Some time ago we were at one of those Church forums at which we heard a report about "life in the parish" - viz the parts of congregational life which parishioners like and value; and the parts of that congregational life which give pause for thought.
We learned that on the whole roughly 80+% of our congregants value the music, the preaching, the liturgy and the outreach highly or very highly - and that they think that we do those things well.
(The pity was that the one hundred or so parishioners who had contributed their views had evidently not been asked why they thought highly about these aspects of parish life. If they had been asked this it was not reported at the Forum).
None of these figures surprised me. I think that they are typical for most congregations of whatever ilk.
In fact when I was the parish rector in four different congregations I had a theory which went like this:
"In each of these congregations as many as 90% of the active worshippers would be more or less satisfied with my ministry.
About 5% would think that I was the "best Rector ever" (these were the most dangerous. Their frustration and ire reached epic proportions when I failed go live up to their unrealistic expectations. They were often the first to leave the parish, but their initial praise had been incredibly seductive!)
And about 5% believed that I was an utter disaster as their Rector, but they were ornery or stubborn or wise enough to stick it out, knowing that I would move on long before they did!"
So the reports I heard yesterday did not surprise me. Most congregations will fall into the 80/10/10% or 90/5/5% range.
The congregation in question is also proud of its self perception as being "inclusive". This perception was called into question at the Forum. We were able to be honest and acknowledge that this "so-called" inclusivity had simply to do with the fact that we have some gay and lesbian members who feel at home in the congregation.
That may be all well and good, but as was pointed out by the Rector, this inclusivity is very narrow. In truth the congregation has very few congregants who are poor, and next to none ( maybe five or six individuals) who are from racial or ethnic minorities, e.g African American people, Hispanic people, Asian People, or Native American people.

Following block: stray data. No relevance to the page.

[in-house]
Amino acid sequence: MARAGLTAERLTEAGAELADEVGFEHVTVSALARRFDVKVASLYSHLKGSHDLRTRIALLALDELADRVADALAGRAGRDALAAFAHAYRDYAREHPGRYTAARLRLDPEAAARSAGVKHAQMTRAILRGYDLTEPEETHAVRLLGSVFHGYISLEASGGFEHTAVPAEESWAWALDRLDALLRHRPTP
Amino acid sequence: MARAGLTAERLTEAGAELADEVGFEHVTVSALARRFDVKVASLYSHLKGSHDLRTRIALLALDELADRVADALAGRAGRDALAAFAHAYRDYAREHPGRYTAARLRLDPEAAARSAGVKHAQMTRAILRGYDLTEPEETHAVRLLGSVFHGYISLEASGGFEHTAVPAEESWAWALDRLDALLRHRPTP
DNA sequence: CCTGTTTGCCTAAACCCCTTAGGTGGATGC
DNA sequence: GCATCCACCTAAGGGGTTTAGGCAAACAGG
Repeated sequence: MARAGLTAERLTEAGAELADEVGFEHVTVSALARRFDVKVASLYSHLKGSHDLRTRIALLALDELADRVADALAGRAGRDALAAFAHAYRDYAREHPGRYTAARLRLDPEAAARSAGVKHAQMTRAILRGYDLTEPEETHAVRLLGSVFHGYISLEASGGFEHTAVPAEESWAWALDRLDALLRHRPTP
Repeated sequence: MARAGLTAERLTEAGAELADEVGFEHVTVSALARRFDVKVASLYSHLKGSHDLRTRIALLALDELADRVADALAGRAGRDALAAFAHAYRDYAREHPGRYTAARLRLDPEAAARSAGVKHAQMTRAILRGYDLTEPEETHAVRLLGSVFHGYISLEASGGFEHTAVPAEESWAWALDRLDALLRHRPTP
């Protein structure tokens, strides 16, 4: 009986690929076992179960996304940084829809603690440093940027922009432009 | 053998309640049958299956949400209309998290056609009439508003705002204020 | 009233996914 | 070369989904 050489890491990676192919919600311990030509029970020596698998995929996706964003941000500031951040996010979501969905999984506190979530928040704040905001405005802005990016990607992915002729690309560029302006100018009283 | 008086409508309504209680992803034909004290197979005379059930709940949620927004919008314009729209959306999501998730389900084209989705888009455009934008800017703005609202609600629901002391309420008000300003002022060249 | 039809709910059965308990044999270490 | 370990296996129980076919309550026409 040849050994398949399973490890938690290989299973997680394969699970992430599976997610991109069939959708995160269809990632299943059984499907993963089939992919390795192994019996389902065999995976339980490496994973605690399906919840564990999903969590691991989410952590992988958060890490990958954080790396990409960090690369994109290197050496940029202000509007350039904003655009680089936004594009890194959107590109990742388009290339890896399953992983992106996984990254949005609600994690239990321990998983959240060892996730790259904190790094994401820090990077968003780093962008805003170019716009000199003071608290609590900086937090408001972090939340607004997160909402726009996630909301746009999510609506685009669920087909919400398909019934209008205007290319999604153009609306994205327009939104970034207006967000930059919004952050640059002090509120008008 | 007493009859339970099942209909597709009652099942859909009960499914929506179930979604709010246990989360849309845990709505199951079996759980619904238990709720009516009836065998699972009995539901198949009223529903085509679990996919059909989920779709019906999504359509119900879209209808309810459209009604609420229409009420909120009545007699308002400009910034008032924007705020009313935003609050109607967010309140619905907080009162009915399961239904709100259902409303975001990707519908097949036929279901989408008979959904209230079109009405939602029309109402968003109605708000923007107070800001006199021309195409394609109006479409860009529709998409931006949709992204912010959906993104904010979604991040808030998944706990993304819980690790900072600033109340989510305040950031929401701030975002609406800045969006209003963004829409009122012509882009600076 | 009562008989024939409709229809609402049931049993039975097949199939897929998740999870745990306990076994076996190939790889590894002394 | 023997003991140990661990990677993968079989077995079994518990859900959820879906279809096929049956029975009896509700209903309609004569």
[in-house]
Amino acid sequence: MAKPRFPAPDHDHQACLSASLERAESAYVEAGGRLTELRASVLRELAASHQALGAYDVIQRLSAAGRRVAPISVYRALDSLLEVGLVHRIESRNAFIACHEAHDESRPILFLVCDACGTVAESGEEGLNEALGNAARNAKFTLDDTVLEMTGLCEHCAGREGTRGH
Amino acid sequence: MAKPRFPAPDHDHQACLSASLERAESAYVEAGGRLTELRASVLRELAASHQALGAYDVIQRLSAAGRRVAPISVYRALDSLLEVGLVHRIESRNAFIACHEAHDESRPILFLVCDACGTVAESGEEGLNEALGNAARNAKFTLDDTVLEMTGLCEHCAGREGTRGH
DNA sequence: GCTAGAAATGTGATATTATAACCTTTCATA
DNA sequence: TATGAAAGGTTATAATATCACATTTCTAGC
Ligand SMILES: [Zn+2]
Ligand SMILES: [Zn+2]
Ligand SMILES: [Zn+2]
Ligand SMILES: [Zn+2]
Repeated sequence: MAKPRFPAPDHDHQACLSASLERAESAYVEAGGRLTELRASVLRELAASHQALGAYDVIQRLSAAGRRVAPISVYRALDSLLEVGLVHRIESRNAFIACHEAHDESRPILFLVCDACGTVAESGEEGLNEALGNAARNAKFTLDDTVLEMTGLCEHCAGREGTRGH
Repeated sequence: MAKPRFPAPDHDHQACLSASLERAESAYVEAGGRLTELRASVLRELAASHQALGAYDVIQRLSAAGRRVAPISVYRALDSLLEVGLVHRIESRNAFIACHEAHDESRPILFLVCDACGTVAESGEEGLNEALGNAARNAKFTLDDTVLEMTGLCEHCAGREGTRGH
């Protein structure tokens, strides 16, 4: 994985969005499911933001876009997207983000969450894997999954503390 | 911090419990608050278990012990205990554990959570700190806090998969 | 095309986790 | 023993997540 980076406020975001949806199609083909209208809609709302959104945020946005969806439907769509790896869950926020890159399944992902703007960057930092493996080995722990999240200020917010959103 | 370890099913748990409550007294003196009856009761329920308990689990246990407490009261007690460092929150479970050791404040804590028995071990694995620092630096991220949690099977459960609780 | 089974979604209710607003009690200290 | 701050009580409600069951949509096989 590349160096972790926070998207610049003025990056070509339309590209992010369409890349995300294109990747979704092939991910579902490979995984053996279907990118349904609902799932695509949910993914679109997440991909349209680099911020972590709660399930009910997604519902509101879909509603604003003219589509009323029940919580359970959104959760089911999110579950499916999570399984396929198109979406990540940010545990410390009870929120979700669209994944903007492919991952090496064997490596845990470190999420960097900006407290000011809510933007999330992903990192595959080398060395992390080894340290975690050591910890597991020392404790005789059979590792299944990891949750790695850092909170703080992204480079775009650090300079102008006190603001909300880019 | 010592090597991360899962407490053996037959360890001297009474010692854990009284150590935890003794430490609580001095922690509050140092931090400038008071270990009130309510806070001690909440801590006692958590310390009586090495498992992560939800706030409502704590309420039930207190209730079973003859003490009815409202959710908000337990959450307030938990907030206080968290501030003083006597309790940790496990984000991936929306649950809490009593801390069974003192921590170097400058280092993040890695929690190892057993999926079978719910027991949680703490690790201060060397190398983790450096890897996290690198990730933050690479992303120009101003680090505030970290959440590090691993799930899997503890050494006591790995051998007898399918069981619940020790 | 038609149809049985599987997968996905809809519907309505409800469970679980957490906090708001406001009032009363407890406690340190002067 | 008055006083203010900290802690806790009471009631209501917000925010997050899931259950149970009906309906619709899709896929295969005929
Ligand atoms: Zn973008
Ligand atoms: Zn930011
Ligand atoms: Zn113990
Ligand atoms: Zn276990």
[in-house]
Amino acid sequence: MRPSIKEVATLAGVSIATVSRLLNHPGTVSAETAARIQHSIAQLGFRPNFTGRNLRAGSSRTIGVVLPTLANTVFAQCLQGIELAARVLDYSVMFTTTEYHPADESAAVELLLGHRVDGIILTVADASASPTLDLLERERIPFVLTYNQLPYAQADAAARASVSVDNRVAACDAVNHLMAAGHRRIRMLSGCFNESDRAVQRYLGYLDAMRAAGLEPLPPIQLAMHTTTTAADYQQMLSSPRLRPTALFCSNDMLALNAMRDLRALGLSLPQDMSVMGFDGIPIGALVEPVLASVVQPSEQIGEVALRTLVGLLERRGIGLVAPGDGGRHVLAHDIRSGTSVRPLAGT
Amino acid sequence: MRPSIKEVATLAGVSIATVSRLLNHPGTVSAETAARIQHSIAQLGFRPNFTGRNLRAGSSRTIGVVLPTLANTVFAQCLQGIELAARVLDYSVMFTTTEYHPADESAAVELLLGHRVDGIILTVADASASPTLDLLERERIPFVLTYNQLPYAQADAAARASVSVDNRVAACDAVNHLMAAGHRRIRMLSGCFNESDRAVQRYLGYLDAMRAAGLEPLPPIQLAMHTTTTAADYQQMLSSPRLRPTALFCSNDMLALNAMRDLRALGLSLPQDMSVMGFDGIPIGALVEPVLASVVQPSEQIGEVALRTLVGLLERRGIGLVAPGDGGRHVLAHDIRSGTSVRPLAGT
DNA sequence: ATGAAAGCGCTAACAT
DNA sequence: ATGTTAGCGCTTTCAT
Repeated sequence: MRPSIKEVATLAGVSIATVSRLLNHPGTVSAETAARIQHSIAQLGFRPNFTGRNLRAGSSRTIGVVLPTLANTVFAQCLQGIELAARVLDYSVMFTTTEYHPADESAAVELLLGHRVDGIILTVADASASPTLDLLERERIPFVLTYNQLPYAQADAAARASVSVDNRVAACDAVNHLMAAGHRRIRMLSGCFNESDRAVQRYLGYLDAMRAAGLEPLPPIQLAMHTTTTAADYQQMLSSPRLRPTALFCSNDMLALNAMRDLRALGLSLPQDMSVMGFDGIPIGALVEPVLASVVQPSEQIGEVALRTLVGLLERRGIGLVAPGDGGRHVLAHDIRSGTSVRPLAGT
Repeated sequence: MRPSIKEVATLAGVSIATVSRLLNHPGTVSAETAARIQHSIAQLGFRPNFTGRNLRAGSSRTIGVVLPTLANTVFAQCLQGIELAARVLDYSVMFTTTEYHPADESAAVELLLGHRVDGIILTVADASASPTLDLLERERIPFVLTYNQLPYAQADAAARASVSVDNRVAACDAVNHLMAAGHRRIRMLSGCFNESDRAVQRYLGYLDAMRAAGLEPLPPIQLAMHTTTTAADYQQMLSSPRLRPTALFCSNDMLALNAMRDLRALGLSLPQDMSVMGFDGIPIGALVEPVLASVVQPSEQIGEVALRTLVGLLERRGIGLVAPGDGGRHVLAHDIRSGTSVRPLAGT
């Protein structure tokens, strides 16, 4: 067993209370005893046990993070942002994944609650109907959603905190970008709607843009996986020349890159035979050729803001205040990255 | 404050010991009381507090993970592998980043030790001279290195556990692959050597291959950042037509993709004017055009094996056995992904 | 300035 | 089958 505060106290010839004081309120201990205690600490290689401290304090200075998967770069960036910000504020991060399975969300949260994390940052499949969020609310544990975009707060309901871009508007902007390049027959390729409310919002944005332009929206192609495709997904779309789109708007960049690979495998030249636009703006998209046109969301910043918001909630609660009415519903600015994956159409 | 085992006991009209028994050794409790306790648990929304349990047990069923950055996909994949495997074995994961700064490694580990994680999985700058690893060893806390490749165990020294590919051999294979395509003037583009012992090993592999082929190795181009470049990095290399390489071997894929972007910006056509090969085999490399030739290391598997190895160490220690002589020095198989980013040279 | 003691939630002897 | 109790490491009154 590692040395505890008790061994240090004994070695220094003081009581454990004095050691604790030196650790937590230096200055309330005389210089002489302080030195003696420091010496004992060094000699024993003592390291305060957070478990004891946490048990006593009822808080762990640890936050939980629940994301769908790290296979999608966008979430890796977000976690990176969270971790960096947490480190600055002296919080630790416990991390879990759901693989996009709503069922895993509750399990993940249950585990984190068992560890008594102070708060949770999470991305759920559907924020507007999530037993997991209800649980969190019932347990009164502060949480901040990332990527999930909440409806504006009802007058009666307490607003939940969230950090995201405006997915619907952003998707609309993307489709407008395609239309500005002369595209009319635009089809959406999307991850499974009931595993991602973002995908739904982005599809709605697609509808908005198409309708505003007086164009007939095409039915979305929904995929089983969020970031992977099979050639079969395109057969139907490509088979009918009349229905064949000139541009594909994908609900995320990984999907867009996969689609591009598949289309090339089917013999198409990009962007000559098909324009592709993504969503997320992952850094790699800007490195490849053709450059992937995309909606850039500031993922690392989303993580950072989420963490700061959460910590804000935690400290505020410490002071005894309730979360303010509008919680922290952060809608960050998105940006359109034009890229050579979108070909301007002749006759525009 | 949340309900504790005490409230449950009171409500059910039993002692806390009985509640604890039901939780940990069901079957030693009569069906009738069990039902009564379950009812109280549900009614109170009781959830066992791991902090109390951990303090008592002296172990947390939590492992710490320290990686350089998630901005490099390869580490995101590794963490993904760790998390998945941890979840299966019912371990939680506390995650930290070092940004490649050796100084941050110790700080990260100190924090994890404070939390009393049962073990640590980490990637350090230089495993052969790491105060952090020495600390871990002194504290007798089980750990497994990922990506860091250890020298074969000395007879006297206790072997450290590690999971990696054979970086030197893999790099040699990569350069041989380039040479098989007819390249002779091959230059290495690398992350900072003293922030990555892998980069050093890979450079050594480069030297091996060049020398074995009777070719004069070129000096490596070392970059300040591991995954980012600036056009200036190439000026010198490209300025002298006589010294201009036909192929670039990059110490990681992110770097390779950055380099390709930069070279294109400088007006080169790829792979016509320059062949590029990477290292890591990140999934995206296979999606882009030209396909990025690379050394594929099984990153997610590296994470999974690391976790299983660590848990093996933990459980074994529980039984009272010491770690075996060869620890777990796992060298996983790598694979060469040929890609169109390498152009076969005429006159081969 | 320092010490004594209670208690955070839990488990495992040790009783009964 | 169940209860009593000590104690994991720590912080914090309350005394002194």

We should have left it there! We should have acknowledged that our primary ministry is with prosperous and middle class white people. (They too need to hear the gospel message of repentance and faith!)
But we did not leave it there. One parishioner went on to say this (in so many words):
"Most of them (African Americans, Hispanics, Asians) do not have cars, so they cannot get to us".
As he said this my blood began to warm up. He was asserting that the parish has few minority members because "most of them do not have cars".
This is friggin' baloney. It's the kind of baloney which raises my blood temperature, for these and other reasons.
1 Who are "they/them"? I believe that any statement that refers to others as they or them is inherently dangerous, and most often leads to a false , denigrating or dangerous stereotyping of any particular groups of people.
2 "Most of them do not have cars" - this is utter nonsense, it is not true. I wish that the parishioner who made this fatuous statement could visit two churches within walking distance of my home.
(a) The "The Word of Life" Church attracts very many African Americans. The parking lot is filled to overflowing most Sundays.
(b) St. Jude's Catholic Church has a Mass in Spanish every Sunday afternoon. The parking lot is also filled to overflowing most Sundays.
3. Most African Americans live in Newtown - Sarasota's de-facto "Black district" (segregation lives). Newtown is 8.3 miles from the white, prosperous and middle class Church which was holding the forum.. If you believe that "most of them do not have cars" - that might explain why African Americans are not flooding to worship with us!
4. Many Hispanic Americans live in the Kensington Park area of town. Kensington Park is about 10.3 miles from my parish Church. If you believe that "most of them do not have cars" - that might explain why Hispanics are not flooding to worship with us.
Please enjoy my sarcasm. And please recognize the unconscious or ill-informed prejudices which lead to statements such as "most of them do not have cars".
So now I will allow my blood to boil in response to the fatuous statement at the forum.
It boils to the point where I assert this: "African Americans, and Hispanic Americans, and Native Americans, (and poor White Americans) are not absent from the congregation because most of them do not have cars".
Maybe this is why
because our particular Episcopal form of worship is deeply rooted in an Anglo-American culture which often has no vision beyond itself, and is mostly unwilling to learn from other cultures.
because our parish membership (for good or ill) is utterly white and middle-class, and mostly wealthy.
because few of we well meaning white liberals have dear and trusted friends from outside our safety zones: friends who we would invite to join us for dinner, or to a movie, or (gosh darn it) to Church.
because they would never see people like themselves in the pews, or in leadership ministries in our congregations.
because of our unconscious and ill-informed prejudices.